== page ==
The five-day special legislative session that addressed the increase in the gas tax to fund an Infrastructure Rebuilding Program for the state was a remarkable success. I still marvel at the adroitness, efficiency and expediency in which the governor accomplished this monumental initiative. She called for a special session on the night of her State of the State address and within one week it was signed, sealed and delivered.
I have seen some successful special sessions in my lifetime of watching Alabama politics. However, I have never seen anything like this. George Wallace used special sessions continuously and regularly during his 20-year reign as King of Alabama politics. He got things accomplished this way. It is the way to go to crystalize the importance of an issue.
Kay Ivey’s success made Wallace’s hardball ploys look minor league. She got her mission accomplished in the minimum five days. It was an amazing success story that will be told in political circles for years.
She did her homework. She dug in and made it clear that infrastructure improvement was a must for Alabama. She had a plan, she worked it and she won and the people of Alabama won.
She was not doing it for self-serving reasons nor was she doing it to secure her place in history. However, I am here to tell you as an Alabama political historian, she earned a place in my book. She has earned her spurs and earned the name “Governor.” She showed her leadership and the title Gov. Kay Ivey.
Ivey was astute to address the issue in a special session within the Regular Session for several reasons. In a special session, legislators have to address only the issue the governor calls them in for. By calling for the concentrated special session within the regular session it did not cost taxpayers any more. It also got them around the three-fifths vote needed to bring a bill up before the budgets which is required in the regular session.
Her ability to reach across the aisle and garner Democratic support for passage of the program was noteworthy. She brought in all of the Democratic legislative leaders. She sat down with them and diligently worked to explain how important this agenda was to not only their constituents, but to the entire state.
Her reaching out to them was not only important for passage of this package, but it built the foundation for a successful and harmonious working relationship with all the members of the Legislature which has been missing for over a decade.
The relationships Ivey developed with state senators as presiding officer of the Senate for six years paid off with not only the Republican leadership but also with Democratic leaders like Bobby Singleton.
She forged new friendships with both Republican and Democratic legislators in the House. She worked hard and developed a close working relationship with House Democratic leader Anthony Daniels (D-Huntsville), who is a bright young star. This friendship will be good going forward for Ivey and the state.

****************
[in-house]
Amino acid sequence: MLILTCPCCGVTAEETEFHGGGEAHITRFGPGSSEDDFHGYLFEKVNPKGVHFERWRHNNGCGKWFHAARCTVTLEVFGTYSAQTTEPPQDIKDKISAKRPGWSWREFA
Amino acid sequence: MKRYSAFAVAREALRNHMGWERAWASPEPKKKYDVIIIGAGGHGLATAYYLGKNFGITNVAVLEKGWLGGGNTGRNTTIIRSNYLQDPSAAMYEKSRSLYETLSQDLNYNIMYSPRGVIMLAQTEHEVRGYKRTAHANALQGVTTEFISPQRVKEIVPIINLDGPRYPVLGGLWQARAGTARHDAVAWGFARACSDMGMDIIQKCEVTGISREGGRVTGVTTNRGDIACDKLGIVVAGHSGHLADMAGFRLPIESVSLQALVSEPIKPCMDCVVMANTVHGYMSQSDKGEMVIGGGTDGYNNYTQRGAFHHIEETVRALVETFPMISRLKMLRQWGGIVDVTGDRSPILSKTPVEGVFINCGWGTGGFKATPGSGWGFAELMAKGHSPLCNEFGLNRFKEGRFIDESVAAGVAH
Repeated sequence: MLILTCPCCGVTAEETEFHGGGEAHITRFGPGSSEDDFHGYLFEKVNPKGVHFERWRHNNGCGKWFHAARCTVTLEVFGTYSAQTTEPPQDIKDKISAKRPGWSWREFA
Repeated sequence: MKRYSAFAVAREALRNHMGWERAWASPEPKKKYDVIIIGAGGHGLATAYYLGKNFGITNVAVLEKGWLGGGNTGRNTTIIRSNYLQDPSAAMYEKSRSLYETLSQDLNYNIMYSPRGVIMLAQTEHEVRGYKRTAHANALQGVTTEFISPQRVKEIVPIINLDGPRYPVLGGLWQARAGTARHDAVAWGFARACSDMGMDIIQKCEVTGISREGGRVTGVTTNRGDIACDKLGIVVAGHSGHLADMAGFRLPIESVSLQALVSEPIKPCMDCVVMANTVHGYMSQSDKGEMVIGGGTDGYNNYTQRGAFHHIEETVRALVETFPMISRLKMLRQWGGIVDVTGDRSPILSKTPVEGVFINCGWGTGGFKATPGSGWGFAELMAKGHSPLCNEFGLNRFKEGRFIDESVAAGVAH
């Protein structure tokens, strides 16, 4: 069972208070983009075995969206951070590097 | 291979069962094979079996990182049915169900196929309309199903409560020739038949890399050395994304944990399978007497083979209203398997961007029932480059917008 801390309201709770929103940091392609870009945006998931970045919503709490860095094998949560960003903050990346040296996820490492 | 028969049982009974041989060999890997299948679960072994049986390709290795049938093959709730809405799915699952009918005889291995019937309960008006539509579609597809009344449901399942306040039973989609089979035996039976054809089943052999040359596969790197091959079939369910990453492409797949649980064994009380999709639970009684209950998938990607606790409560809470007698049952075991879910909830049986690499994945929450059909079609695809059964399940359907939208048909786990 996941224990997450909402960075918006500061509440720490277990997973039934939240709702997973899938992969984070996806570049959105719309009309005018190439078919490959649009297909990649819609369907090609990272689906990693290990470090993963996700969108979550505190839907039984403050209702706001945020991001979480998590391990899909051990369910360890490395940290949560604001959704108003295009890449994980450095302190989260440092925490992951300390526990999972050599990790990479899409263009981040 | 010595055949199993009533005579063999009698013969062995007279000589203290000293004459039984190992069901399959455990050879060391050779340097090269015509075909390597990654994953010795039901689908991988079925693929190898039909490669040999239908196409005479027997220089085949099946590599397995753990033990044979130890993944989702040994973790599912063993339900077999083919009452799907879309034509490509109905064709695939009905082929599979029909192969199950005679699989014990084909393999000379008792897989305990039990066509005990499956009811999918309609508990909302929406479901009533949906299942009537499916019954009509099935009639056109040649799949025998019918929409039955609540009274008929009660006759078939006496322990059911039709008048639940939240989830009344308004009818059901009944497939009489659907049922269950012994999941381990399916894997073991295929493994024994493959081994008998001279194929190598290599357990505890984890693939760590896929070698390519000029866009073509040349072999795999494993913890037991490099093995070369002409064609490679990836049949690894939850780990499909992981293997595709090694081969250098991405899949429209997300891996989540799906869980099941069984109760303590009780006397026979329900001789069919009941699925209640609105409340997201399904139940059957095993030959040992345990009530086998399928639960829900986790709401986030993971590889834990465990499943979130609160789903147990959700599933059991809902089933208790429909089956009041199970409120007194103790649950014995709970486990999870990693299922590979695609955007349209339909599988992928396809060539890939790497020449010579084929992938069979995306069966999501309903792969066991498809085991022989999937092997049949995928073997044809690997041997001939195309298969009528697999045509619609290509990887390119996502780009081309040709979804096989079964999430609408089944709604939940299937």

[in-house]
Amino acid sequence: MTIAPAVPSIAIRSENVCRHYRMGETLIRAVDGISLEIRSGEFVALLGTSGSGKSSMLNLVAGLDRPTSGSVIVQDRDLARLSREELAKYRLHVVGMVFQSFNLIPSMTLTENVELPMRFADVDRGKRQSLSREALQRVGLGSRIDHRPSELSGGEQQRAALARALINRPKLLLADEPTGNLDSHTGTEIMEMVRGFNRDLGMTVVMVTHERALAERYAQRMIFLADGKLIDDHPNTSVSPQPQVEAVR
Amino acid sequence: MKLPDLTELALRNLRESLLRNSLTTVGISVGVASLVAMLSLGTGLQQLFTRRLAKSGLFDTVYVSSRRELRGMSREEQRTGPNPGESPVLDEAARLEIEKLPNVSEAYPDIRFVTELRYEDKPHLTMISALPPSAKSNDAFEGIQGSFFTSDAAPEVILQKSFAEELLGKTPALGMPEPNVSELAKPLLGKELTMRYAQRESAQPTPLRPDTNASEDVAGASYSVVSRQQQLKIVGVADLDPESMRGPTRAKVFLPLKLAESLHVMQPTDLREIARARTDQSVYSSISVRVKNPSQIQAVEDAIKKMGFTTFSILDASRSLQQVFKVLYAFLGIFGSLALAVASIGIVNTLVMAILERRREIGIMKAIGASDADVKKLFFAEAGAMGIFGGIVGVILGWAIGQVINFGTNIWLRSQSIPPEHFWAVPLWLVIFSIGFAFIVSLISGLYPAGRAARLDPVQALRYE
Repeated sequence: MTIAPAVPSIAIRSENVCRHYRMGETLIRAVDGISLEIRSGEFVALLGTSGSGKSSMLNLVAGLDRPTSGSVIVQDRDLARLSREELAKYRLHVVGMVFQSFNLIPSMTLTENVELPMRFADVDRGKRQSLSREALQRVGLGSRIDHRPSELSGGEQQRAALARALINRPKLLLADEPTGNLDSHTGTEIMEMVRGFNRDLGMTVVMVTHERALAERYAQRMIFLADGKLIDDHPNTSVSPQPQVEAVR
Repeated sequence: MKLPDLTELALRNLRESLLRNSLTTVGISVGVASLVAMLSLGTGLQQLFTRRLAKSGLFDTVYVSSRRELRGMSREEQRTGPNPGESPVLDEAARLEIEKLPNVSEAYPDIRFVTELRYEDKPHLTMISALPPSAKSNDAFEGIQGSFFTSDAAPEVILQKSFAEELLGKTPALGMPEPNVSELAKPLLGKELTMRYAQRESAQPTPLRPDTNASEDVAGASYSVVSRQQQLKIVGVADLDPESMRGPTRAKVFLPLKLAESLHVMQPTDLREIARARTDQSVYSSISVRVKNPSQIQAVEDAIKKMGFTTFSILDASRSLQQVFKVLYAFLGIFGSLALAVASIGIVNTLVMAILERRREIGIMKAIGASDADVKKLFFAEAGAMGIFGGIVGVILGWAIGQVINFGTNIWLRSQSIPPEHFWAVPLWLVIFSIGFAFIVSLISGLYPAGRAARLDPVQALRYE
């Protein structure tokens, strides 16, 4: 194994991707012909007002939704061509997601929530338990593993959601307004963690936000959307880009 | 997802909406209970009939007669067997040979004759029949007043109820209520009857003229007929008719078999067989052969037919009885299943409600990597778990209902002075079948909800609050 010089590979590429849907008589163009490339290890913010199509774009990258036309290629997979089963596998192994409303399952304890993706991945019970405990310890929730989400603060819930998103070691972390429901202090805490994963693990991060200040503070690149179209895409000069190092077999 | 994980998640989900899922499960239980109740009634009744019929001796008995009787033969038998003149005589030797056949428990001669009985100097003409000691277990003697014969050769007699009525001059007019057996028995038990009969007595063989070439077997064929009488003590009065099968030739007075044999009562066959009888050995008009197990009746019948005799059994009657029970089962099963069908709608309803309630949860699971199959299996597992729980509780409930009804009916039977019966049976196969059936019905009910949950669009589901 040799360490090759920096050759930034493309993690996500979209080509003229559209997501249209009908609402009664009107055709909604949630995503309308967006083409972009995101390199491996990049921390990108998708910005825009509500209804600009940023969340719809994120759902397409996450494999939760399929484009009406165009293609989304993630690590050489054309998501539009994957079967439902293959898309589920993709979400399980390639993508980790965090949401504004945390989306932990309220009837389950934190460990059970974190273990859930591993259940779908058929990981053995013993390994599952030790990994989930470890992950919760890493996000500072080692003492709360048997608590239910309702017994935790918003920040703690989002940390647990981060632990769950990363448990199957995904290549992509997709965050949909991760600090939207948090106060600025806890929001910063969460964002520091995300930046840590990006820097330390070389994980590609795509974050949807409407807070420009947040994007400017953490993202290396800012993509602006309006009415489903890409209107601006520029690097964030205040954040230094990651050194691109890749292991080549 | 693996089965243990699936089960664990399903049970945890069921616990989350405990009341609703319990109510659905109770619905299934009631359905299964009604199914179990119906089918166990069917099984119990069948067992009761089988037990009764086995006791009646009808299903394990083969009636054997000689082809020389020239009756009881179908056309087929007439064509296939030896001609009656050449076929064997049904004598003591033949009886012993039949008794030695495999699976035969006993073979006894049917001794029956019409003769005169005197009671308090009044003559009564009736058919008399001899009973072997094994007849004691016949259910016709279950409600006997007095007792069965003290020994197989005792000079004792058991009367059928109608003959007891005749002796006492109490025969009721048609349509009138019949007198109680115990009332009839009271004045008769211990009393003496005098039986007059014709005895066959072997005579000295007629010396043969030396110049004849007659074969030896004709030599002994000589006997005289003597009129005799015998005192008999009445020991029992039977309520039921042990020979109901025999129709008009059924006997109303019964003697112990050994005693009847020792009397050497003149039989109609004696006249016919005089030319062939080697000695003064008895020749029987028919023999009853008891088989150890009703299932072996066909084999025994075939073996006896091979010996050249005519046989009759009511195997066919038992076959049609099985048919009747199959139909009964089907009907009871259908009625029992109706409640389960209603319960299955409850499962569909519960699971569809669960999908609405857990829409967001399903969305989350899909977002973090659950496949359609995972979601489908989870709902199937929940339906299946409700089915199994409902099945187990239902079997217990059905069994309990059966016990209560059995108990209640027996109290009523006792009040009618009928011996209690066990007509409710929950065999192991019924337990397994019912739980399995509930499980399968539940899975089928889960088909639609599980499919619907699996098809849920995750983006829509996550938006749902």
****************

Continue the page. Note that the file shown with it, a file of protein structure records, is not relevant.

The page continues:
Rep. Bill Poole (R-Tuscaloosa) was the leader in the House that worked closely with Ivey to align the stars for passage. Poole drafted the Bill, helped devise the strategy and fought for passage. He is probably the only House sponsor who could pull it off. Sen. Clyde Chambliss did a brilliant job in the Senate. Both Poole and Chambliss are young with bright paths ahead in Alabama politics.
Expanding access to broadband internet in rural Alabama has been one of the cornerstone issues for Ivey and the Legislature the last few years. This access to broadband today is as important as getting electricity was 60-75 years ago.
This initiative has moved to the forefront for passage as the session evolves. The magic formula for success is engrossed in House Bill 400. This legislation would logically and effectively allow electric utilities to use their existing infrastructure to run broadband to areas that do not have service today.
Opposition has arisen from big cable companies for obvious self-serving reasons. To allow these large out-of-state companies to thwart the passage of this important piece of legislation would be bad for the state. The need to run new fiber optic lines at great expense would make the initiative almost cost prohibitive.
Regardless, the cable companies and AT&T are working to kill this logical plan to extend broadband internet service to all Alabamians. They are also using some unsavory tactics in their attempt to kill Ivey’s initiative. Hopefully, their transparent efforts to derail this important legislation will be ignored by legislators who want what is best for Alabama.
See you next week.
(Steve Flowers is Alabama’s leading political columnist. His weekly column appears in over 60 Alabama newspapers. Flowers served 16 years in the Alabama Legislature. He may be reached at www.steveflowers.us.)